Curtis Mayfied was an R&B Artist and social activist.  He became famous for his songs “People Get Ready,” “Pusherman,” “Superfly,” as well as his work with the Impressions.  Mayfield’s song “Keep on Pushing” was at one point banned from several radio stations during in the civil rights era when it became the song of choice for Freedom Riders.

 Curtis became paralyzed after a light on the stage fell on him during a live performance.

After the injury:

Despite his injury, Mayfield continued recording.  His last album, New World Order, was sung line by line while he lay on his back.  This album would go on to receive multiple grammy nominations, including Best R&B Album and Best Male R&B Vocal Performance. (Visit his site)

Chuck Close

A photographer and artist, Chuck Close is perhaps best known for his extremely large and detailed portraits of people.  His work is described sometimes as “photorealism” and “hyperrealism” and are mesmerizing when observed close-up.

Chuck suffered a spinal artery collapse that left him paralyzed.

After the injury:

Chuck Close continues to make art to this day! He continues to paint and has recently focused on making prints and woven tapestries. His wall-sized tapestries of people typically involve over 17,000 individual threads and many different colors woven together. (Watch the artist work)

Jill Boothe

A competitive downhill skier, Jill Boothe was a favorite for the 1956 Winter Olympics.  She was also featured on the cover of Sports Illustrated.

 She suffered a skiing injury during the 1955 Snow Cup event.

After the injury:

Jill, a media darling, was featured in two movies about her life, The Other Side of the Mountain (Parts 1 and 2), and later went on to have an impact on her community as a a special education teacher.  She would also go on to become an accomplished landscape painter as well. (Learn more about Jill)

Are you close to someone who has suffered a spinal cord injury?  We want to help with the rest of the story.  Submit your resume online.

 

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Peak Spotlight: Spinal Cord Injury Awareness

Peak Spotlight: Spinal Cord Injury Awareness

Life Altering, Not Life Defining

Like Jack in the video, many adults come by their disability later in life.  It could be the result of an accident (like in Jack’s case), genetics, or the byproduct of a another illness or condition.  What really resonates to us at Peak about Jack’s story is the sort of fearlessness that he expresses and the desire to find his next big thing.  He may not be able to windsurf any more but he can find another passion, another outlet for his drive and figure out his unique way to change the world.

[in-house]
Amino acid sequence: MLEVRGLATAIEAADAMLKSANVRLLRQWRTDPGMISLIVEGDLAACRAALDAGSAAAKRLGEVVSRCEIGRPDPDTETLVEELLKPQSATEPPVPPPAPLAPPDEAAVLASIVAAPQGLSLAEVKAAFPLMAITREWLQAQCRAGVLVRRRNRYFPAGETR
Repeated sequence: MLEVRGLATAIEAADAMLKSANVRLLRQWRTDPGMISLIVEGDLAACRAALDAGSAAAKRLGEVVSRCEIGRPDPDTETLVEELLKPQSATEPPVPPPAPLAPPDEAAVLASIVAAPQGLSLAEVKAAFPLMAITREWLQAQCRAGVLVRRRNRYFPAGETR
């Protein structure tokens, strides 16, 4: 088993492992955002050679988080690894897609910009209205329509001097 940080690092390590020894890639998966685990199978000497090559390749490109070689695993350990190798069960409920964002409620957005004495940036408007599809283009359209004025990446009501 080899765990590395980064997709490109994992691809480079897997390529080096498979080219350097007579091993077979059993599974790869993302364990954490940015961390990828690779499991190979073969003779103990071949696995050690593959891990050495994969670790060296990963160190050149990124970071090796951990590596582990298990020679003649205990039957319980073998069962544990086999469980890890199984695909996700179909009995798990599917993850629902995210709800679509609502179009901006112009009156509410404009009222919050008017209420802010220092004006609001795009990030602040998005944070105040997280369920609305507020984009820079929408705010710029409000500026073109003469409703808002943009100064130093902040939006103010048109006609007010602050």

This September we wanted to focus on spinal chord injury (SCI) awareness.  Did you know that 12,500 new cases are reported each year? Fortunately, SCI does not usually affect cognitive function; however, you may need certain accommodations at work to help you on your new path.

Types of Spinal Cord Injury

There are two types of SCIs, complete and incomplete.  Range of motion and mobility will often vary significantly under both categories.

SCIs are typically categorized as follows: Anterior Cord Syndrome (damages to motor and sensory passageways), Central Cord Syndrome (damages to the central cord that carries signals to the brain), and Brown Sequard Syndrome (damage to one side of the spinal cord).

They may also be called: Tetraplegia (loss of control of all limbs), Paraplegia (loss of lower half of limbs), and Triplegia (loss of movement in one arm and both legs, typically caused by an incomplete SCI).

Back to Work

SCIs seldom affect the mind but it can still sometimes be difficult to find work.  Fortunately, the rise of office professional and IT roles (such as the ones we staff) and work from home opportunities make it increasingly realistic to find a career after a life altering SCI.  

Do you have a question about getting a job with an SCI?  Do you know someone who’s looking for work?  You can reach us here at Peak via email or call us at 512-453-8833

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Starting a resume from scratch

Whether you’re newly to the workforce, newly seeking a job, or simply unhappy with the results you’re getting with your existing resume, have you thought about starting your resume from scratch? It may seem intimidating, but the good news is that there are many, many websites out there that are great resources. And your new resume may provide the boost your job search needs.

It’s easy to find articles about improving and optimizing your resume–but what about a site that actually creates your resume for you? I call these the “plug and play” options. Welcome to my master list!

Personally, my favorite in terms of user experience and final product is The Ladders. The Ladders takes it a step further and helps you with the actual content of your resume. You can also upload an existing resume, have The Ladders instantly assess it, and follow its guided process for improving key areas.

Have you considered starting your resume over from scratch?

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Join us for a job fair!

Join us for an in-house job fair next week! Wednesday, May 25 from 10 am to 2 pm at the Peak Performers office (4616 Triangle Avenue, Suite 405).

This opportunity is perfect if you:

  • Have been thinking about registering with us
  • Know someone you want to refer over
  • Registered with us in the past and want to re-activate your application


This is your chance to get in the door FAST. We’ll be conducting the application process from start to finish, so come prepared for an interview and with your resume in hand. We’ll see you there!

RSVP here: https://www.eventbrite.com/e/work-with-the-state-job-fair-tickets-25577276322